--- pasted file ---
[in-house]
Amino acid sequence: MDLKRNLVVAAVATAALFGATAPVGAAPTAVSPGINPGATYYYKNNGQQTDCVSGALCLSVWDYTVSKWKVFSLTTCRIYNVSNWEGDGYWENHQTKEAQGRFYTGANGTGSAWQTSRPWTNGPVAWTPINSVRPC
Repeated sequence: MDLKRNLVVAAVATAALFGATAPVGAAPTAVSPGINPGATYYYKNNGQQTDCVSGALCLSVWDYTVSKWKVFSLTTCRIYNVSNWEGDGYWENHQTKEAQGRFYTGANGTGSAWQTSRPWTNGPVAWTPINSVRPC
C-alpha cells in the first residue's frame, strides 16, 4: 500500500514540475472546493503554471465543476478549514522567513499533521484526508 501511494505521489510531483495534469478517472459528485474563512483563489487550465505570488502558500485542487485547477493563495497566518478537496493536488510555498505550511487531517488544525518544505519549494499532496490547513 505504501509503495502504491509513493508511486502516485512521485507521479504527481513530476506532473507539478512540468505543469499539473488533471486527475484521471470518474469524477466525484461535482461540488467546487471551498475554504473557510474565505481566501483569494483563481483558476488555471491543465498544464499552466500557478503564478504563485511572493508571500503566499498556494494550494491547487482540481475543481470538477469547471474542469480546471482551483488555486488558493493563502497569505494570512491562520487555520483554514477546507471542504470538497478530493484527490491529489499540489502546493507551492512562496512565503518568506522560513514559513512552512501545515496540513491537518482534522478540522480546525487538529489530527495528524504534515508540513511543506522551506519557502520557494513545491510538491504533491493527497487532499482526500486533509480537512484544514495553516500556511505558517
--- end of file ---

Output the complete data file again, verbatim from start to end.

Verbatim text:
[in-house]
Amino acid sequence: MDLKRNLVVAAVATAALFGATAPVGAAPTAVSPGINPGATYYYKNNGQQTDCVSGALCLSVWDYTVSKWKVFSLTTCRIYNVSNWEGDGYWENHQTKEAQGRFYTGANGTGSAWQTSRPWTNGPVAWTPINSVRPC
Repeated sequence: MDLKRNLVVAAVATAALFGATAPVGAAPTAVSPGINPGATYYYKNNGQQTDCVSGALCLSVWDYTVSKWKVFSLTTCRIYNVSNWEGDGYWENHQTKEAQGRFYTGANGTGSAWQTSRPWTNGPVAWTPINSVRPC
C-alpha cells in the first residue's frame, strides 16, 4: 500500500514540475472546493503554471465543476478549514522567513499533521484526508 501511494505521489510531483495534469478517472459528485474563512483563489487550465505570488502558500485542487485547477493563495497566518478537496493536488510555498505550511487531517488544525518544505519549494499532496490547513 505504501509503495502504491509513493508511486502516485512521485507521479504527481513530476506532473507539478512540468505543469499539473488533471486527475484521471470518474469524477466525484461535482461540488467546487471551498475554504473557510474565505481566501483569494483563481483558476488555471491543465498544464499552466500557478503564478504563485511572493508571500503566499498556494494550494491547487482540481475543481470538477469547471474542469480546471482551483488555486488558493493563502497569505494570512491562520487555520483554514477546507471542504470538497478530493484527490491529489499540489502546493507551492512562496512565503518568506522560513514559513512552512501545515496540513491537518482534522478540522480546525487538529489530527495528524504534515508540513511543506522551506519557502520557494513545491510538491504533491493527497487532499482526500486533509480537512484544514495553516500556511505558517